International Romani Day
"I've spent my life in rioting,
Debauch'd my health and strength,
I squander'd fast, as pillage came,
And fell to shame at length.
Chorus: Sae rantingly, sae wantonly, Sae dauntingly gaed he;
He play'd a tune, and danc'd it roon'
Below the gallows-tree.
My father was a gentleman, Of fame and honour high,
Oh mother, would you ne'er had borne
The son so doom'd to die."
~ MacPherson's Lament
Scottish Travellers, historically termed gypsies, consist of a number of diverse, unrelated communities that speak a variety of different languages and dialects that pertain to distinct customs, histories, and traditions. Scotland has had a Romani population for at least 500 years, distinct from the native Highland traveller, and share a common language and heritage with the English Gypsies and Welsh Kale. They enjoyed a privileged place in Scottish society until the Reformation, when their wandering lifestyle and exotic culture brought severe persecution upon them. James MacPherson (1675–1700) was a Scottish outlaw, famed for his Lament or Rant, a version of which was rewritten by Scottish poet, Robert Burns. The original version of the lament is alleged to have been written by Macpherson himself in prison on the eve of his execution, November 16th, 1700, for the charge of being a robber and an "Egyptian" (from which the term "gypsy" originates). MacPherson was said to be the illegitimate son of a Highland laird, MacPherson of Invereshie, and a beautiful Tinker or gypsy girl that the laird met at a wedding!
The Scottish outlaw, James Macpherson (1675–1700), sometimes referred to as the Scottish "Robin Hood" was hanged this day in 1700. He is famed for his Lament or Rant, a version of which was rewritten by Scottish poet, Robert Burns. The original version of the lament is alleged to have been written by MacPherson himself in prison on the eve of his execution.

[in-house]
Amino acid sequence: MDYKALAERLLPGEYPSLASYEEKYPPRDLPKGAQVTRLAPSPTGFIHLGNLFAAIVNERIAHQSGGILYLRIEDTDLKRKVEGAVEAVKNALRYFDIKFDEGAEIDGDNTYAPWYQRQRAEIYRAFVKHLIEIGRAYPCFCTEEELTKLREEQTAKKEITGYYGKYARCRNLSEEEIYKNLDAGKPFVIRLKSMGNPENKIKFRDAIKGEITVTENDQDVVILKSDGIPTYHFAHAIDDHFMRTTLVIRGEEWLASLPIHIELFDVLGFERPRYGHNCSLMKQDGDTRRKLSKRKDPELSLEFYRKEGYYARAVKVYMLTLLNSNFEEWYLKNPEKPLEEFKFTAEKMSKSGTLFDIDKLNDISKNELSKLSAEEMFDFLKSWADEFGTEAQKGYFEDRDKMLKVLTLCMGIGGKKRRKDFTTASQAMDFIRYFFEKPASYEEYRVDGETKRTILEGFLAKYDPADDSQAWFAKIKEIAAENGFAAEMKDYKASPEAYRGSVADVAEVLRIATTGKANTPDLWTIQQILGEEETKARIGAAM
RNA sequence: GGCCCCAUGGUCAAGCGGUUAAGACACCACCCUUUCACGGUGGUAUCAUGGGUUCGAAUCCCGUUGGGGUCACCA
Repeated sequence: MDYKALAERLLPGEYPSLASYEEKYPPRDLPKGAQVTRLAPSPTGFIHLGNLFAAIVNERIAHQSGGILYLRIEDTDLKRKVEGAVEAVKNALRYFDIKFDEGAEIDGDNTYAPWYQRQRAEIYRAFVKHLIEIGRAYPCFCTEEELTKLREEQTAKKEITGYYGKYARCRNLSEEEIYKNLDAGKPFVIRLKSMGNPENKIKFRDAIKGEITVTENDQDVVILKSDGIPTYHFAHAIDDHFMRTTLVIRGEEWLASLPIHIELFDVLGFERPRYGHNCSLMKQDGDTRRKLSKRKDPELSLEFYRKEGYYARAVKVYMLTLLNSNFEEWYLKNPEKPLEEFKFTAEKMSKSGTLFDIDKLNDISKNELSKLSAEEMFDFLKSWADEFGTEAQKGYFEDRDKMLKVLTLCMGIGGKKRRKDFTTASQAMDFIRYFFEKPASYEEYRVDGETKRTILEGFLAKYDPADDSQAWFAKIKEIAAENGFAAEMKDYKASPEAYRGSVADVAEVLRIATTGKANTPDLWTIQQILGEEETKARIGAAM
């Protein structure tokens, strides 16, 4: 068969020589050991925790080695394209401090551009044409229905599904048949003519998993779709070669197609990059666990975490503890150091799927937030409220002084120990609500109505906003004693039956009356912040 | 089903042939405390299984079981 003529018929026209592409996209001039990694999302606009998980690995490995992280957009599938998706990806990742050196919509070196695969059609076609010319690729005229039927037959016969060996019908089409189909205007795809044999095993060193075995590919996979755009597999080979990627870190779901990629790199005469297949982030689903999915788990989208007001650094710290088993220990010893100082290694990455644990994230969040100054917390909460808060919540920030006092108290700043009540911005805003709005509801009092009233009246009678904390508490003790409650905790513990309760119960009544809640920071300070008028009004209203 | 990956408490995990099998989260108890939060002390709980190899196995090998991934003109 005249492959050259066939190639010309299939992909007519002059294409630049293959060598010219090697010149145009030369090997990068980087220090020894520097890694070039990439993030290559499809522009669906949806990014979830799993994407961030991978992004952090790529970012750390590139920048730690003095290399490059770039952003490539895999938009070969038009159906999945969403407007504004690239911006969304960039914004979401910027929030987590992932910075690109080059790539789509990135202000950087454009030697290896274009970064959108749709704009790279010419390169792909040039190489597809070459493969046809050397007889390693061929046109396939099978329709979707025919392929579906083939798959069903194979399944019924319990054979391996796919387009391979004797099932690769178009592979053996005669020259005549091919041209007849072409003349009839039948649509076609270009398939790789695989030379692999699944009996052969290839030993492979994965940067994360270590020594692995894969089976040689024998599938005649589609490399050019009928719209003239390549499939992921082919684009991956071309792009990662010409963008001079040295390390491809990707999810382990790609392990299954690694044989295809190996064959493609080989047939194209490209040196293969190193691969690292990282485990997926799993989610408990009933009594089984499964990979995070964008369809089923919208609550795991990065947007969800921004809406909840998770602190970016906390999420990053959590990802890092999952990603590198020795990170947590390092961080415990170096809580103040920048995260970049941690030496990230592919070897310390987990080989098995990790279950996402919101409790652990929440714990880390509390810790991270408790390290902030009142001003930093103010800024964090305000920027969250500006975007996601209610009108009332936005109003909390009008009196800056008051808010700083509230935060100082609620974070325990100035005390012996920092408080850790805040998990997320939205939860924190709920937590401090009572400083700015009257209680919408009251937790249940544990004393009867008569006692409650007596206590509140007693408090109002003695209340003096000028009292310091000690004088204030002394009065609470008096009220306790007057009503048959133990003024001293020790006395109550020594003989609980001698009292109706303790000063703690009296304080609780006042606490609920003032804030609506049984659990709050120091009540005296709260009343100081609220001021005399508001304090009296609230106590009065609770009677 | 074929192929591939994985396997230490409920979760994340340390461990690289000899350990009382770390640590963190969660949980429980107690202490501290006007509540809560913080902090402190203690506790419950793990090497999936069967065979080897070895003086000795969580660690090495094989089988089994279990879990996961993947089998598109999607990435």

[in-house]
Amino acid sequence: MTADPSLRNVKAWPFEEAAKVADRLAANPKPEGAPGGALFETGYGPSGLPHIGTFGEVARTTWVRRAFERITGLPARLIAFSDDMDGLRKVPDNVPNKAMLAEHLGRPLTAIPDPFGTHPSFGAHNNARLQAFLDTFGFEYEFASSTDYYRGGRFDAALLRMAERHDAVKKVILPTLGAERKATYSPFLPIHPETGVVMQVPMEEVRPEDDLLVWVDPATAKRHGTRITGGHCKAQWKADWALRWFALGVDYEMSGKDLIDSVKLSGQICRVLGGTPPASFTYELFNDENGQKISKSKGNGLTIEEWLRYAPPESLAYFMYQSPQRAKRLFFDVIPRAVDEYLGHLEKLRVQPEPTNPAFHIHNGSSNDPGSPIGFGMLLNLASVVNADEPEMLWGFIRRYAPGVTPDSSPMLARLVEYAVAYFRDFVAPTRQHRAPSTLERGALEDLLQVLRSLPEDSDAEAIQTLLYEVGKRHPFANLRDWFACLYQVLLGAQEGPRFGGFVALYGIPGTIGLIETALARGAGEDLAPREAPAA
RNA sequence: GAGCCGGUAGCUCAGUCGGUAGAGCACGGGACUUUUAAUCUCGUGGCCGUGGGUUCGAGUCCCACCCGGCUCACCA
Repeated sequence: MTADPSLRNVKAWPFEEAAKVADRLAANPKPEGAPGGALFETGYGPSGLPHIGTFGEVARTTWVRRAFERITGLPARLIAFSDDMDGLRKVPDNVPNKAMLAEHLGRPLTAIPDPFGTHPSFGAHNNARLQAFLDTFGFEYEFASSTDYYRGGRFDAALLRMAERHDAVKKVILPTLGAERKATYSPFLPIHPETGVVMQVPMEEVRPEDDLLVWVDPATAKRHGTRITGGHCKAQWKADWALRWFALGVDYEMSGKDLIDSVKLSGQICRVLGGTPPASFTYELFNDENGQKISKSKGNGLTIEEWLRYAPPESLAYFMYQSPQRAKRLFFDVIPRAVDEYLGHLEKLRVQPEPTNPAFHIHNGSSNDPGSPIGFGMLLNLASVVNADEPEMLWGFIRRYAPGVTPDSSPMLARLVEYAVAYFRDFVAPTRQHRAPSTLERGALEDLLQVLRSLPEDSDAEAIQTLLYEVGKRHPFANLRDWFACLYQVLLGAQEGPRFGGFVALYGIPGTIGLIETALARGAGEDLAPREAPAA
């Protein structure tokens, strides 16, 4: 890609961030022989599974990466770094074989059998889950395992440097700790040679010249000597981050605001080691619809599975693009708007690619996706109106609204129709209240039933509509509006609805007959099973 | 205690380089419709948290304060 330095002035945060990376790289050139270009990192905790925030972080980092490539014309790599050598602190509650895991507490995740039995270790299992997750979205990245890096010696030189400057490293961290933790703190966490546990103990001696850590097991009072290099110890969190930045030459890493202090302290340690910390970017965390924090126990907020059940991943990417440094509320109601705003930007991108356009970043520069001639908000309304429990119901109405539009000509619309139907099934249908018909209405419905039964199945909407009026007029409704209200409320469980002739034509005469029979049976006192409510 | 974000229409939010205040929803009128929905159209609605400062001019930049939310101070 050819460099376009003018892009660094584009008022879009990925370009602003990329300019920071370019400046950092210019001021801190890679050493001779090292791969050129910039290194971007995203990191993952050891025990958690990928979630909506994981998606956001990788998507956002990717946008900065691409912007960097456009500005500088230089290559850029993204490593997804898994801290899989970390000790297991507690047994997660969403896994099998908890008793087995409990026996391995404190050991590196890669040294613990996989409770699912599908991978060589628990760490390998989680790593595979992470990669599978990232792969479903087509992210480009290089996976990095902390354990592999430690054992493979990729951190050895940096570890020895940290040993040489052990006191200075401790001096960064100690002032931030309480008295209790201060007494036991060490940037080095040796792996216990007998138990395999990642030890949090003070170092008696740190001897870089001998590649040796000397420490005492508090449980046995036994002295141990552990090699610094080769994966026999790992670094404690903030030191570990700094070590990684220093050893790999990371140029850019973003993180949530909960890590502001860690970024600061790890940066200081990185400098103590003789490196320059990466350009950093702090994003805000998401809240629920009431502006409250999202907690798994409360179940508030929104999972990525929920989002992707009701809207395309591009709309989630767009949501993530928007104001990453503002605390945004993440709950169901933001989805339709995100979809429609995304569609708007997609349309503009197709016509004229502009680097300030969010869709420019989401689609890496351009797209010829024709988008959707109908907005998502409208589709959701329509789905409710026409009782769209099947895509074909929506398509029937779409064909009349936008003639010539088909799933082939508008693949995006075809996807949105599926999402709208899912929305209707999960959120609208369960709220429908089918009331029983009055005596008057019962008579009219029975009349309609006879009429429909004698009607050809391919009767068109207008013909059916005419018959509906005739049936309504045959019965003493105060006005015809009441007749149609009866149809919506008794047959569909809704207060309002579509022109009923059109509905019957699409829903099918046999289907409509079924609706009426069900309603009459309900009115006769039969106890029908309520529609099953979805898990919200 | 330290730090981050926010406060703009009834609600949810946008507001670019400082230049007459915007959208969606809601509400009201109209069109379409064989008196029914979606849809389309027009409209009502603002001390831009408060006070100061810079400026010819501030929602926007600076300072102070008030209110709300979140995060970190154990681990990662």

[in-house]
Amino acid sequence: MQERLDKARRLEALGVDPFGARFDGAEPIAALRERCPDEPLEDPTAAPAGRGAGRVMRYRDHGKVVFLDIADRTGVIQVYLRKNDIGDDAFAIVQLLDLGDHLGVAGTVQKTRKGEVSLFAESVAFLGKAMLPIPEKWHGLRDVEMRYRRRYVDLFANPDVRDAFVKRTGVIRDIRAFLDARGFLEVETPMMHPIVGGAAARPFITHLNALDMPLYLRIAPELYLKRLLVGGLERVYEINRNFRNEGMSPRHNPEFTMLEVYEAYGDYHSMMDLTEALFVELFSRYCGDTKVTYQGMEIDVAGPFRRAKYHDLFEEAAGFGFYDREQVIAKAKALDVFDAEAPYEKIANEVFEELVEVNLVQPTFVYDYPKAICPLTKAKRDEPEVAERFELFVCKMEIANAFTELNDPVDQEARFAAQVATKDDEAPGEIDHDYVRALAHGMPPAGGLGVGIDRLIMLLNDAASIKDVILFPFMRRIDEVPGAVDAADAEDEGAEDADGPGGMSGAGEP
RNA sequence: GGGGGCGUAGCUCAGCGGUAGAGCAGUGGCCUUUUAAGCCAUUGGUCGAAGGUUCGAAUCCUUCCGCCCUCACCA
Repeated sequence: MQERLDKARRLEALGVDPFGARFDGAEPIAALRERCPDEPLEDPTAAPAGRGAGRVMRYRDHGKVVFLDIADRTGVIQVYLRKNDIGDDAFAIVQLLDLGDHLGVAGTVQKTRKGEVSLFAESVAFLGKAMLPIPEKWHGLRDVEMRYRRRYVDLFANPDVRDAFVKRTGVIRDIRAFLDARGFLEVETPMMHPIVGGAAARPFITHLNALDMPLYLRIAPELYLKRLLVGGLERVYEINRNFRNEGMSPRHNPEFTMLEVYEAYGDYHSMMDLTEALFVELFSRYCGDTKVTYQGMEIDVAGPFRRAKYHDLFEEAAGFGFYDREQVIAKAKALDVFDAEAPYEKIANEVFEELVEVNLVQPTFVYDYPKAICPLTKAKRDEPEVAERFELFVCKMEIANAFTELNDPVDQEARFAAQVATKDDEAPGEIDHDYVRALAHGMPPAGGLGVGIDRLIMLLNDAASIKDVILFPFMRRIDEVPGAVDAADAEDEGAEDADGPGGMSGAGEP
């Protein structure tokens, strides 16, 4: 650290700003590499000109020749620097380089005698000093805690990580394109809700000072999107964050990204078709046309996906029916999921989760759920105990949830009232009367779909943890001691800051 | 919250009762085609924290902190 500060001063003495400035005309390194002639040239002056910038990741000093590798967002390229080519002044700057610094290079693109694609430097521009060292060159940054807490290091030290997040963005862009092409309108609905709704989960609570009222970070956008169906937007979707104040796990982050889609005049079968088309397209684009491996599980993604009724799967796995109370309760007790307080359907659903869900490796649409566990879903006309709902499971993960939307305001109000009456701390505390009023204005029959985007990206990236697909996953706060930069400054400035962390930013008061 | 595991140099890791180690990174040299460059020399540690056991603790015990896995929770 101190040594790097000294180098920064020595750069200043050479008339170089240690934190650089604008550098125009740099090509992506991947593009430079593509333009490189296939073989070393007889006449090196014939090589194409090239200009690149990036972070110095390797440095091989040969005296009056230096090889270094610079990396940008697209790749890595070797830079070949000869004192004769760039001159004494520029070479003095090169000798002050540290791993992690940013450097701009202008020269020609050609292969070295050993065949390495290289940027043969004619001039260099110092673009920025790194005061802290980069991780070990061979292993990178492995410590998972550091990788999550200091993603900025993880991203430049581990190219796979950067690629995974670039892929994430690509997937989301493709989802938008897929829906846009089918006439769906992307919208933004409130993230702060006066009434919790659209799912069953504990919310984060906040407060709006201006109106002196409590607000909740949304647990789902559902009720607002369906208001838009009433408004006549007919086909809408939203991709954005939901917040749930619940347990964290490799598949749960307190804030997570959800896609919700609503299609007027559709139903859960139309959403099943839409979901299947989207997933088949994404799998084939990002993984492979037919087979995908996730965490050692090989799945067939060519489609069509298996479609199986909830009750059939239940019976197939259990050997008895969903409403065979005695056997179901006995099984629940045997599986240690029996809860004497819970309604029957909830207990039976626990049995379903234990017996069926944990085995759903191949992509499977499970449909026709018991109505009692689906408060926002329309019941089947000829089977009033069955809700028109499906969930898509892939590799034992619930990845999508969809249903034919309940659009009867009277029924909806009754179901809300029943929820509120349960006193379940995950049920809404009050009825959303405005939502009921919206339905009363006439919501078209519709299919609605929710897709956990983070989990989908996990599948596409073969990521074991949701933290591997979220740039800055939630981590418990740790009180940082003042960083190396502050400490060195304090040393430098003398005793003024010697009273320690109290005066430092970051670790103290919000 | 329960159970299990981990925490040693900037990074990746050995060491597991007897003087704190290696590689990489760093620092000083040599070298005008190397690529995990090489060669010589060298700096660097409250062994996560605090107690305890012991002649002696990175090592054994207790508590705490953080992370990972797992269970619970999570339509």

MacPherson had been arrested and captured several times for cattle rustling, but had previously managed to escape.
At the time of MacPherson's capture, it was a criminal offense to be an 'Egyptian' (or gypsy), the offense of which he was accused (as well as the bearing of arms in a marketplace), because his mother's family were travellers and he retained his traveller roots. MacPherson and three of his men were accused by Sheriff Nicholas Dunbar and sentenced with the following prologue:
"For as meikle as you James McPherson, pannal (the accused) are found guilty by ane verdict of ane assyse, to be knoun, holden, and repute to be Egiptian (Gypsy) and a wagabond, and oppressor of his Magesties free lieges in ane bangstrie manner, and going up and down the country armed, and keeping mercats in ane hostile manner, and that you are a thief, and that you are of pessimae famae (worst repute)."
From the official register: In the book 'Tartan: The Highland Textile' it is suggested that this is a derivative of the Hunting MacPherson tartan and probably alludes to the fact that James MacPherson - a well-known freebooter and reputed composer of 'MacPherson's Rant' was the natural son of a MacPherson of Invereshie by a gipsy woman.
For more on outlaw and freebooter Jamie MacPherson, click his portrait by artist Qi Xing.